'I’m A Celeb' Viewers Slam ‘Disgusting’ Use Of Animals

‘I’m A Celeb’ Viewers Slam ‘Disgusting’ Use Of Animals

The RSPCA warned of potential animal abuse in the new series of 'I’m A Celebrity… Get Me Out Of Here!'


2 Minutes Read

Janice Dickinson on I'm A Celeb South Africa 'I'm A Celeb' has once again sparked backlash for its use of animals - Media Credit: ITV
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Viewers of I’m a Celebrity… Get Me Out of Here! are threatening to boycott the series over its “disgusting” use of animals.

The ITV show has returned for a new spin-off series filmed in South Africa. It features some of the most iconic famous faces to have appeared in the original Australian version over the years, including Countdown’s Carol Vorderman and TV personality Janice Dickinson. 

I’m A Celeb has long been controversial over its use of animals. Countless beings have been thrown, crushed alive, confined to unnatural spaces, and killed throughout the 20 years the show’s been airing. Last year, the RSPCA received 17,000 complaints over perceived cruelty in the show.

This year has seen a number of animals, including rats and reptiles, incorporated into the famous “Bushtucker Trials.” These have, once again, not gone down well with many viewers.

Rats used in a Bushtucker Trial in I'm A Celebrity... Get Me Out Of Here!
ITV Rats are among the animals being used in ‘Bushtucker Trials’

“I hate this show. There is no need to use animals, it’s disgusting,” they said. Another added: “I see ‘I’m A Celeb’ are still traumatizing animals in the name of ‘entertainment’, but because they aren’t cute and fluffy people don’t give a s**t, like all those so-called animal lovers who happily eat them.”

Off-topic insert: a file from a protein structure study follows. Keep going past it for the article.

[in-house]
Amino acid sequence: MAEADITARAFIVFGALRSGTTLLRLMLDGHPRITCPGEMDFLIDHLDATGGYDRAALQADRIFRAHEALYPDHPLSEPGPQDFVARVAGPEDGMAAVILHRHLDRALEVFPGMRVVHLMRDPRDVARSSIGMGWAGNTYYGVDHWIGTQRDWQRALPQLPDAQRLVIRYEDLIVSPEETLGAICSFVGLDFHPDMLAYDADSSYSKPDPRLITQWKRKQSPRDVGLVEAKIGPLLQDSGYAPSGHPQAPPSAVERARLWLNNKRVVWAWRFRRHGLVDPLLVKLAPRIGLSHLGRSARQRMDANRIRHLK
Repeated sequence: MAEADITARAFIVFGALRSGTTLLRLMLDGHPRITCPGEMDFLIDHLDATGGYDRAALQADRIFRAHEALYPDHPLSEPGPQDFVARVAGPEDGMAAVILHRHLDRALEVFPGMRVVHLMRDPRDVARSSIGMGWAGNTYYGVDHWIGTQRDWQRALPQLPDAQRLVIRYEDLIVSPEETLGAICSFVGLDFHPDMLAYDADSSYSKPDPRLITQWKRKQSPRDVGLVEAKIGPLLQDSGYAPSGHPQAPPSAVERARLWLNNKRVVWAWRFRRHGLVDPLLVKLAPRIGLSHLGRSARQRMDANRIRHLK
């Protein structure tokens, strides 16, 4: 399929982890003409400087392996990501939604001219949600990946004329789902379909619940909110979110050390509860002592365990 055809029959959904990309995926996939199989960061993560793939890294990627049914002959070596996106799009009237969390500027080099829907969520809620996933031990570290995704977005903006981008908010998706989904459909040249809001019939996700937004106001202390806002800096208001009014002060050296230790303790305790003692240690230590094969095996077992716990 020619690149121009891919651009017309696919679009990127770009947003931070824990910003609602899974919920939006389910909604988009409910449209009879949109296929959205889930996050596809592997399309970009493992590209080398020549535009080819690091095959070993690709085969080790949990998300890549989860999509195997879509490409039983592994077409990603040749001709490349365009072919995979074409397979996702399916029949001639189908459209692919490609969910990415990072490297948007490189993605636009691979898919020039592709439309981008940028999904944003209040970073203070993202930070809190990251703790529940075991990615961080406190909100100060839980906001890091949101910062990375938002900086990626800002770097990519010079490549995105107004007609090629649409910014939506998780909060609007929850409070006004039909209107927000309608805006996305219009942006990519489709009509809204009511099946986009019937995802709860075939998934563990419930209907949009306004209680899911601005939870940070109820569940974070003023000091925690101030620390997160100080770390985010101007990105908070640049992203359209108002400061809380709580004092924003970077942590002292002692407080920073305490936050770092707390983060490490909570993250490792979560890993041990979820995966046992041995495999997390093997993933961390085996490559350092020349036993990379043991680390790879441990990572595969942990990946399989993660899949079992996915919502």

A snake being used in a Bushtucker Trial in I'm A Celeb
ITV Reptiles are also commonly used in trials

Animal campaigners slam ‘I’m A Celeb’

Before the opening episode on Monday, the RSPCA took to Twitter to warn viewers of its concerns about the use of animals. 

“As a new series of I’m A Celeb launches, we fear that year again we’ll see live animals being exploited for entertainment purposes,” it wrote. 

When the last series aired in November, animal rights group PETA urged hosts Ant McPartlin and Dec Donnelly to leave the show over its animal abuse. 

ITV claims that it adheres to animal welfare laws while filming, and last year, responded to criticism. “We cannot stress enough that we have rigorous protocols in place to ensure that animals are handled safely at all times, before, during and after any filming has taken place, in compliance with all regional and national laws,” a spokesperson said at the time.

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